Efficiency studies and image consultants. The U.S. attorney and the FBI. Tennessee Waltz and Tarnished Blue. Memphis Tomorrow and the Memphis Regional Chamber of Commerce. Leadership Memphis and the Leadership Academy.
Put them all together and many of the big things that vex Memphis, divide Memphis, and define young and old in Memphis would probably not change much.
Separation of church and state. Forty years after the infamous atheist Madalyn Murray O'Hair's lawsuits against Bible readings and prayer in school, she might be surprised at some of the ways schools and churches are linked. Many parents could not have raised children without churches that provided daycare centers, after-school care, gyms, playing fields, and transportation, and groups such as Young Life that provide social life, diversity, summer camps, and trips.
Free speech. The word "m-----f---er" looks awful, doesn't it? Or maybe it doesn't, depending on your age, race, or level of sensitivity. Ten-year-olds can hear it in movies and songs every day. Everyone's George Carlin. Oops, sorry. He was a comedian who had these seven words and .... oh, forget it.
Integration. Fifty years after Brown v. Board of Education and with the benefit of 40 years of affirmative action and minority recruiting, the story is resegregation. And not only in elementary and secondary public schools in the city of Memphis. It's less acceptable to talk about self-segregation at Rhodes College, MUS, Hutchison, Tennessee State University, Morehouse, Jackson State University, or the Southern Heritage Classic.
Ford and Herenton. Willie Herenton and Harold Ford Sr. are giants in Memphis political history. The Ford dynasty is familial, the Herenton dynasty personal. How long can they last?
Drugs and binge drinking. Medical marijuana? Never heard of it during the recreational-drug haze of the '60s and '70s, when college towns imposed a $5 fine for possession of marijuana and drinking 21 beers at the campus hangout was a ritual on your 21st birthday. Talk about diminished moral authority.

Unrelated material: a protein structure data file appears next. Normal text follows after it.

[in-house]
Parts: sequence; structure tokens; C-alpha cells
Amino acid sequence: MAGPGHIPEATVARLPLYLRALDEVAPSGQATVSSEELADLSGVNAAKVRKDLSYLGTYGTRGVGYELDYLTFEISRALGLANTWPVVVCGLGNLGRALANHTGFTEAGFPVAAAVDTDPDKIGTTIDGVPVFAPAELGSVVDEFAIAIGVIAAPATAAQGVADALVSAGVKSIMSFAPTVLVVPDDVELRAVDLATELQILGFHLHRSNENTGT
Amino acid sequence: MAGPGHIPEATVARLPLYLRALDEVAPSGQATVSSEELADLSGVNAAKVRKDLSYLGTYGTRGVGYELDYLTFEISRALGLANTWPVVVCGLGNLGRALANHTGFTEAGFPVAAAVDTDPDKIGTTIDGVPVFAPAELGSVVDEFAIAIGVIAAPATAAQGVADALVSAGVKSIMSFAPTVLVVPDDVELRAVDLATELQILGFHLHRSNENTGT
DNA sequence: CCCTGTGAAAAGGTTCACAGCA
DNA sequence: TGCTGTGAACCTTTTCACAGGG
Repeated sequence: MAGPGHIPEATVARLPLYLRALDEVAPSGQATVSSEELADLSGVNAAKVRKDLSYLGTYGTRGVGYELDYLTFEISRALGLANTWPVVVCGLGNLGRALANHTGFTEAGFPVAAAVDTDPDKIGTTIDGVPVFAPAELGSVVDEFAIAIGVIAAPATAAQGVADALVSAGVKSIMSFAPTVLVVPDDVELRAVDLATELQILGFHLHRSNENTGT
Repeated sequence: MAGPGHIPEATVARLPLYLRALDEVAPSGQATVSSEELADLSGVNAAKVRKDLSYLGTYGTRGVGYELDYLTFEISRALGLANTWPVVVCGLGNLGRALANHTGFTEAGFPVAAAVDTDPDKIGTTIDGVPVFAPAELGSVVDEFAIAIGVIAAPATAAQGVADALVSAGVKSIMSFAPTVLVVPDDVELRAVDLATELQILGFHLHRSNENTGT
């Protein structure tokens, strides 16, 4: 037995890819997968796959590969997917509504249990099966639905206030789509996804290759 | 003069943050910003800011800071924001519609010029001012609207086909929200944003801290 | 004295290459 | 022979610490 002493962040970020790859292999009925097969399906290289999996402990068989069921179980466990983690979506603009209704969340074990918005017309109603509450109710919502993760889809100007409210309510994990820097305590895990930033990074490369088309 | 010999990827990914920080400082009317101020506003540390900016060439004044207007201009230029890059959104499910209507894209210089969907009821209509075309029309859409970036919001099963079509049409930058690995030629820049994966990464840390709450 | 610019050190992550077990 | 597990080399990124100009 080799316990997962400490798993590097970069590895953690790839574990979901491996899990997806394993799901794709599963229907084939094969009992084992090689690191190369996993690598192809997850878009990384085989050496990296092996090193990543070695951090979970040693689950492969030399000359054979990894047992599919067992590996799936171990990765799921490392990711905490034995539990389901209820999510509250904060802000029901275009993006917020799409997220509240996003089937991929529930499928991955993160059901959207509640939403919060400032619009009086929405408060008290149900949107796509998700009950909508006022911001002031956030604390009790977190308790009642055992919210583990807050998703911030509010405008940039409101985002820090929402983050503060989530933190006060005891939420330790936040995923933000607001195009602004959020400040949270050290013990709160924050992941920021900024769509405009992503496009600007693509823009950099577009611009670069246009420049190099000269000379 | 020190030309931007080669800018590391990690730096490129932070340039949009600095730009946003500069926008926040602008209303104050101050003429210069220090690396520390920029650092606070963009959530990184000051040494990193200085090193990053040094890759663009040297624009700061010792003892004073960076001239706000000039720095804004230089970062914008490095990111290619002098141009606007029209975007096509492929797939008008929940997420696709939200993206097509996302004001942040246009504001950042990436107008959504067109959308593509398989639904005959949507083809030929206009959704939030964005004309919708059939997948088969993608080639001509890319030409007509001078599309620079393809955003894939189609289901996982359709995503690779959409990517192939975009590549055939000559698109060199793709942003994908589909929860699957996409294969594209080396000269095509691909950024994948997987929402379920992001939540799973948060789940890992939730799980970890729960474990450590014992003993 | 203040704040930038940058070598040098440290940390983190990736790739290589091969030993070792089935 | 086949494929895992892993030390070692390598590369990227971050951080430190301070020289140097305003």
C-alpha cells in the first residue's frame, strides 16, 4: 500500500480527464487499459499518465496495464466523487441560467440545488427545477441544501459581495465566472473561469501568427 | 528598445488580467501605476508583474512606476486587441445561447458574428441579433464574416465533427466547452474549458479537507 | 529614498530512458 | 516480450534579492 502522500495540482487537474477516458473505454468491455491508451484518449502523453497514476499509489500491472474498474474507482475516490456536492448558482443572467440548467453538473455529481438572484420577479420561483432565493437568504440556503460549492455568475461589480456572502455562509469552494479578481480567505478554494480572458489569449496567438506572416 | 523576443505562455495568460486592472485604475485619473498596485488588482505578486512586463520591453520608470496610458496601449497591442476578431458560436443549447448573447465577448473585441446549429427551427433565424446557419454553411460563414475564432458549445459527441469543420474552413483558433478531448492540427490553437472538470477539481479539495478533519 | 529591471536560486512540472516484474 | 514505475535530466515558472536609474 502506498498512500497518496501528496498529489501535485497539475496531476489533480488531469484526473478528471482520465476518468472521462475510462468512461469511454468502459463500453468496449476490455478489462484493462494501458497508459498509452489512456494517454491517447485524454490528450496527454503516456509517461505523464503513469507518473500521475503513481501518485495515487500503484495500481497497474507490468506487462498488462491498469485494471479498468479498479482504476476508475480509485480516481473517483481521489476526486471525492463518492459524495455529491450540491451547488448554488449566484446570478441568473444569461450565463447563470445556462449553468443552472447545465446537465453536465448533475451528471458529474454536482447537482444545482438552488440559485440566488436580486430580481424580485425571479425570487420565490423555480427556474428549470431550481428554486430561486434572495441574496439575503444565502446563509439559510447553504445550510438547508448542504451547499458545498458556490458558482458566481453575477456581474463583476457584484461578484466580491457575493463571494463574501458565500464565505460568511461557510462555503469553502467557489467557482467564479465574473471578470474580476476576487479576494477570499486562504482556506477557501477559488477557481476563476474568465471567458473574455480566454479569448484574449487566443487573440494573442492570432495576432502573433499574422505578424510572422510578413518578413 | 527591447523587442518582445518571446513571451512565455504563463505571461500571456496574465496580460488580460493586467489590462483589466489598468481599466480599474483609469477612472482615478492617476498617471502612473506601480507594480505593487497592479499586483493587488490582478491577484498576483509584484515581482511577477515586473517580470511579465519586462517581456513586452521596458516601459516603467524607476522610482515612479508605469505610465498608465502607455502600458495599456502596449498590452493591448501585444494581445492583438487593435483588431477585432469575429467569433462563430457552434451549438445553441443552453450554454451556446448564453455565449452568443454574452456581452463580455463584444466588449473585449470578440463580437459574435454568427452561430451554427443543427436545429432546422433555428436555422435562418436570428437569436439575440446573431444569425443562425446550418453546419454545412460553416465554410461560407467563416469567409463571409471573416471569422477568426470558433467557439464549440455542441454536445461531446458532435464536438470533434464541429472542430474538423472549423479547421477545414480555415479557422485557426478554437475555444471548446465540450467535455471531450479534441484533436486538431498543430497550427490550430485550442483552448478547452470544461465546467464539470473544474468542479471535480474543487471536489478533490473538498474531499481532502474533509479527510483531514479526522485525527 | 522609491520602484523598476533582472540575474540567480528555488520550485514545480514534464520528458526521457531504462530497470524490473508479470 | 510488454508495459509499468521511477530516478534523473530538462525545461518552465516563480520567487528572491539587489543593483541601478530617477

Democracy. Free exercise of democracy in Iraq? How about democracy in Memphis? Single-digit percentage voter turnouts are the norm in many elections.
Taxes. Tennessee is a low-tax state relative to, say, New York and Connecticut, the former homes of International Paper. But Memphis is a high-tax city relative to Nashville and the rest of the state, especially for homeowners. You can blame regressive taxation on competition from border counties in Mississippi and opposition to a payroll tax. But if a Republican governor, Don Sundquist, could stake his career on tax reform and lose, what are the chances of significant changes?
Big-league sports. Maybe there's a connection and maybe there's not, but after Memphis got an NBA team and a new arena, the grass stopped getting cut on public property and property taxes and the cost of utilities went up. No payroll tax and no state income tax makes every year an all-star year for pro jocks in Tennessee. A "jock tax" or luxury tax and an NHL-style salary cap would restore some sanity in a business that depends on subsidized stadiums and free-agent players who stay a couple years then move on.
Prosperity pockets. From the riverfront to Collierville, our best neighborhoods, public and private schools, colleges, and parks have never looked better. Wealth begets wealth, but sometimes it's a mile deep and an inch wide.
Philanthropy. You say charity isn't controversial? A few years ago, some wealthy Memphians with nothing personal to gain tried to turn Shelby Farms over to a conservation trust but were rebuffed by the Shelby County Commission. In his book Is Bill Cosby Right, "hip-hop intellectual" Michael Eric Dyson describes the concentration of power in the hands of a wealthy few as an American "philanthocracy." Will some far-sighted multimillionaire revolutionize philanthropy and, knowing full well some of it will be wasted, write a big check to ... the city treasury?